- applied sciences
Social Media manager, Airbnb host, influencer, SEO specialist, app developer, Uber driver, driverless car engineer, podcast producer, drone operator.
These are just some of the jobs that did not exist 10 years ago.
What will come in the future? What will today's 10-year-olds do when they are 25?
Which jobs will disappear? What new forms of work are emerging? Which new skills will be valuable in the job market?
You can find out at the launch event for the report "The changing nature of work and skills in the digital age".
This report provides new insights on the interplay between automation, jobs and work organisation and how this affects skills in the EU.
Please register online.
Programme10:30 - 11:00 Registration 11:00 - 11:50 Report presentation and feedback from a policy perspective 11:50 - 13:00 Panel discussion: A multi-stakeholder perspective 13:00 - 13:15 Closing remarks
Speakers & panelists
- Giulia Baccarin, Co-founder MIPU and Managing Director I-Care
- Stijn Broecke, Senior Economist. Skills and Employability Division. Directorate for Employment, Labour and Social Affairs. OECD
- Joost Korte, Director-General, Commission department for Employment, Social Affairs and Inclusion (DG EMPL)
- Irene Mandl, Head of Unit Employment, Eurofound
- Uma Rani, Senior Economist, International Labour Organization
- Dr. Elisabeth B. Reynolds, Executive Director of the MIT taskforce on the Work of the Future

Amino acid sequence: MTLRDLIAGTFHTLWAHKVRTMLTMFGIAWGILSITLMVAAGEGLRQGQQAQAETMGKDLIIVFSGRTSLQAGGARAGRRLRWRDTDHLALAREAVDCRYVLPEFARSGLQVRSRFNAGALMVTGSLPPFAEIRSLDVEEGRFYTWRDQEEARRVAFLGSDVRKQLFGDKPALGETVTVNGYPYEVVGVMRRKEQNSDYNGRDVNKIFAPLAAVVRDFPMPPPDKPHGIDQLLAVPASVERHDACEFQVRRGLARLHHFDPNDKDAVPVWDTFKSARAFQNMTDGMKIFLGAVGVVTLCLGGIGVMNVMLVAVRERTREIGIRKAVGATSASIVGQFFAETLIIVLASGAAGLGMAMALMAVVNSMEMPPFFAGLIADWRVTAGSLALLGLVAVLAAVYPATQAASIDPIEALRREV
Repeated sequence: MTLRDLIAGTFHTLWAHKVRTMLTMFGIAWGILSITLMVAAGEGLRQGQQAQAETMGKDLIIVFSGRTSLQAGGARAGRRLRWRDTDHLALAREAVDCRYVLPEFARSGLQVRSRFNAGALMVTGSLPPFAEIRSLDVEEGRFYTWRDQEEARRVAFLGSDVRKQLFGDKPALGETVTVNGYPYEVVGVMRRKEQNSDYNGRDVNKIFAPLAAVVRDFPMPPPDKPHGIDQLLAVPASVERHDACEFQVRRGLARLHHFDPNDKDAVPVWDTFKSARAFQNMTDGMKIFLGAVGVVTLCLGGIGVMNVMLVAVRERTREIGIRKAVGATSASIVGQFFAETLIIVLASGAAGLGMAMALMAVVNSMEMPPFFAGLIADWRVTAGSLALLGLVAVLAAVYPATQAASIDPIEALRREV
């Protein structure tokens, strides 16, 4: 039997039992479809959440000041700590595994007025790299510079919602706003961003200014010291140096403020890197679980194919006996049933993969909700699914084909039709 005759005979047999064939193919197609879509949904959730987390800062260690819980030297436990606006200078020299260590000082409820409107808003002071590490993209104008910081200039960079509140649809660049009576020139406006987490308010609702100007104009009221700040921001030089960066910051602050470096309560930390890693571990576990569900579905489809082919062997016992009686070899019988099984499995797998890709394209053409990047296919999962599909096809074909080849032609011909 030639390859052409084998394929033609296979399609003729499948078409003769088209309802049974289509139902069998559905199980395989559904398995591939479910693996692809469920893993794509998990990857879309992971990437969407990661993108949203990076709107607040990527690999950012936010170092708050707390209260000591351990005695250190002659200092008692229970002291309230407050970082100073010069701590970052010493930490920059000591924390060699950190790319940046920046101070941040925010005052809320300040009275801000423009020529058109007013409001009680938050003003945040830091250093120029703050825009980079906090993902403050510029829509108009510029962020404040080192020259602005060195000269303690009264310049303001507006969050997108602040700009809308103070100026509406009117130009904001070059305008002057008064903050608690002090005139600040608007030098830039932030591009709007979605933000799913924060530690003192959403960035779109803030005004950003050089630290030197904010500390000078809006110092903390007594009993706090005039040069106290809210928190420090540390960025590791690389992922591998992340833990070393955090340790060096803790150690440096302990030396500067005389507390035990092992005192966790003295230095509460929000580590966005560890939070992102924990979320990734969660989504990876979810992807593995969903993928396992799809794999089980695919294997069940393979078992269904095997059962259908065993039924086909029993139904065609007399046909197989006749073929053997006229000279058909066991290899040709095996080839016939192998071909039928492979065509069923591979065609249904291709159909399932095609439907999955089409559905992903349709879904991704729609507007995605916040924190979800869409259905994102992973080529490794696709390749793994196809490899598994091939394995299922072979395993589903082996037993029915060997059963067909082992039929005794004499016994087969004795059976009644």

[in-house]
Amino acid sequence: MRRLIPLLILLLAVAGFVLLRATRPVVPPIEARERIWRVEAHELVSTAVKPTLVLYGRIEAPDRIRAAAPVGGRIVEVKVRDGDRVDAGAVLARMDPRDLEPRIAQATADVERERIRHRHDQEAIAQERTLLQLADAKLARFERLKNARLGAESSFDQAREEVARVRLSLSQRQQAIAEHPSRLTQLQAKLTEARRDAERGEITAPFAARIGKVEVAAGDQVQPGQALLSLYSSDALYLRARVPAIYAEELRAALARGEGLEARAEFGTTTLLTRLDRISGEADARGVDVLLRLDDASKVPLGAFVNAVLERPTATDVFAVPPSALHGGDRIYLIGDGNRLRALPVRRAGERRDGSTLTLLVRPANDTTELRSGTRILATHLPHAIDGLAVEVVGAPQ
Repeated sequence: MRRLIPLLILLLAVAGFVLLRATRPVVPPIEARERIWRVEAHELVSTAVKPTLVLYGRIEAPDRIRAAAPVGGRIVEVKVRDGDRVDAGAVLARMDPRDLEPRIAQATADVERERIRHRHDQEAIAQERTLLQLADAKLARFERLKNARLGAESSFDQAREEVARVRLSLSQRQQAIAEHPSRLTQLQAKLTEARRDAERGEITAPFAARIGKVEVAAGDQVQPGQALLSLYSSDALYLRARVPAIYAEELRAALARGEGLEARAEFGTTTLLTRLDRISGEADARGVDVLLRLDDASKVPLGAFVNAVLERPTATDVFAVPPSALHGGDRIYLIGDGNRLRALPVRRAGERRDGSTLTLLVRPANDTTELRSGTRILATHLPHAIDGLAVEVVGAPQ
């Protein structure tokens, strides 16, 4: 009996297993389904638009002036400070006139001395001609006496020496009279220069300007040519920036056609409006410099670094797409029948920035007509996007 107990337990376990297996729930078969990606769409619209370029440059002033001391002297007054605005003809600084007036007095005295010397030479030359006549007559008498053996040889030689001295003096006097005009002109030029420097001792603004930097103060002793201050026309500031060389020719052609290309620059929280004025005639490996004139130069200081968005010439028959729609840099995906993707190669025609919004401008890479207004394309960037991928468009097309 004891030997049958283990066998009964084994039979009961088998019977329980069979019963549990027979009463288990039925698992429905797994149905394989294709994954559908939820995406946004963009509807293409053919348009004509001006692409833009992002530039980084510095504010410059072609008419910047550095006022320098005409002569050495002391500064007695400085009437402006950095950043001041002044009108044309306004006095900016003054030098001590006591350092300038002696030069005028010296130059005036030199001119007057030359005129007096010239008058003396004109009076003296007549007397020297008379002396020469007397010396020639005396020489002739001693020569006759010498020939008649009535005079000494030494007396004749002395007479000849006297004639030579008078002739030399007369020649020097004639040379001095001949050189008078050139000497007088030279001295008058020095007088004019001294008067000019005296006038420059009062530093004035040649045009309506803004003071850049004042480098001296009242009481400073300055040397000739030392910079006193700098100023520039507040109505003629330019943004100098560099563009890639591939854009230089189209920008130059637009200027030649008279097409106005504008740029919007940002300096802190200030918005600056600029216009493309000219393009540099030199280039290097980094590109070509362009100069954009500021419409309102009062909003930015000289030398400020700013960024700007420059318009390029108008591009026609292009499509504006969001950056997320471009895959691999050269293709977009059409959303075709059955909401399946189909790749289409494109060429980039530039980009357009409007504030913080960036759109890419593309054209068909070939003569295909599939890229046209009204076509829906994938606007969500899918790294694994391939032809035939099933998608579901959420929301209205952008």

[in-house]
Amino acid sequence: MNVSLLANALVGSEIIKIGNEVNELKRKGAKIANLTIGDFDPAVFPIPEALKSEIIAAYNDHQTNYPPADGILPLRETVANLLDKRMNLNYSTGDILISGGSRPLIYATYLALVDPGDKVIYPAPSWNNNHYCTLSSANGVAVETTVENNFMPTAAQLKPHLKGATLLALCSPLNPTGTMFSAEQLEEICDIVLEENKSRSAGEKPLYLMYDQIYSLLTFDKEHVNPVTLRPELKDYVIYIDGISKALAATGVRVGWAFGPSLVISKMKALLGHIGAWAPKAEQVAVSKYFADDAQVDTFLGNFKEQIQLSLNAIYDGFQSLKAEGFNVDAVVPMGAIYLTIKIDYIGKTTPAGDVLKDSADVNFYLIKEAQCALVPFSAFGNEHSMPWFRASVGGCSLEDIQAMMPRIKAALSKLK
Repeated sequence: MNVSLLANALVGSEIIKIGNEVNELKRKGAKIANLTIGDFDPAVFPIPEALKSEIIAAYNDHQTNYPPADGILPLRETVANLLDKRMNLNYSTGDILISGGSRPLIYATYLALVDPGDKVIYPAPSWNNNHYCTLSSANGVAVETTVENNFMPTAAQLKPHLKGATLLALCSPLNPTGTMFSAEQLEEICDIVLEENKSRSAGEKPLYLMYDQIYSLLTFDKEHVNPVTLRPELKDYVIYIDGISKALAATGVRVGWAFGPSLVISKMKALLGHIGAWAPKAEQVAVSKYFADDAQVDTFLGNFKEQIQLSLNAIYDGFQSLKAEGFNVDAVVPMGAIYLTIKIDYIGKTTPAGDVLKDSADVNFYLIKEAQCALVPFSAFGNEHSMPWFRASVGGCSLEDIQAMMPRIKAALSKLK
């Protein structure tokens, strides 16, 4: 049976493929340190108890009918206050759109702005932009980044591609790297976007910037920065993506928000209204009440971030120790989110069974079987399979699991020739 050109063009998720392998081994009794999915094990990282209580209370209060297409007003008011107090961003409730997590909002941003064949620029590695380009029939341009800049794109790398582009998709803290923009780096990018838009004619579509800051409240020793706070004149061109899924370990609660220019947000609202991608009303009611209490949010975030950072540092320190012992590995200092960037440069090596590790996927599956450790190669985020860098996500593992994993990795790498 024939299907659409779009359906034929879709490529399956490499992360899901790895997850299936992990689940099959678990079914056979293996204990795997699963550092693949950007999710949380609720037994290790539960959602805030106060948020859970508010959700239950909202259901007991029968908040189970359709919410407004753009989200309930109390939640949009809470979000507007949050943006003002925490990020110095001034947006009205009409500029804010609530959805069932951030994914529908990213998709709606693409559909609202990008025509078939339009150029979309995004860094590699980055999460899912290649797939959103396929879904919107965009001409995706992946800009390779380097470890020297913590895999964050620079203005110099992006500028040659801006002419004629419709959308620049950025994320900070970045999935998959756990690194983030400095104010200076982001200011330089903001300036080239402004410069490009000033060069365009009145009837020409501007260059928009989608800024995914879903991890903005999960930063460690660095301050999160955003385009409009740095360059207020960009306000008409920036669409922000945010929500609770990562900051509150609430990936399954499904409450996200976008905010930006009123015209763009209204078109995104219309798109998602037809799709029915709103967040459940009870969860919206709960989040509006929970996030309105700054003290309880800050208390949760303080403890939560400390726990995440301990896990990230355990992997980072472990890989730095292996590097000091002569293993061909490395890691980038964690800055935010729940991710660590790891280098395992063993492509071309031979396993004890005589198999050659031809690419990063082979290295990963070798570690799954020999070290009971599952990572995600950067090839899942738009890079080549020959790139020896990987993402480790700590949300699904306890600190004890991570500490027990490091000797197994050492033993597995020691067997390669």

- Vladimir Šucha, Director-General JRC
- Ignacio González Vázquez, JRC
Rue du Champ de Mars 21
Watch the event online on 24 September from 10:50 to 13:15.
The report shows that new technologies do not only create or destroy jobs. More importantly, they change what people do on the job, and how they do it.
This reconfiguration of jobs will increasingly require individuals to leverage their "human advantage". People need to learn new skills that help them to adapt in ever-changing workplaces.
The report shows: digital skills and non-cognitive skills are common denominator of many of emerging jobs.
The report sheds light on the role of new technologies in facilitating the rise of new forms of work. It offers novel evidence on the nature, intensity, and challenges of platform work.
The report looks at the employment structure and dynamics in the EU over the past 15 years. One key finding is that the divide between and within EU countries remain large. In some cases it widens, especially between capital city and other regions.
For more information please email JRC-B7-SECRETARIAT@ec.europa.eu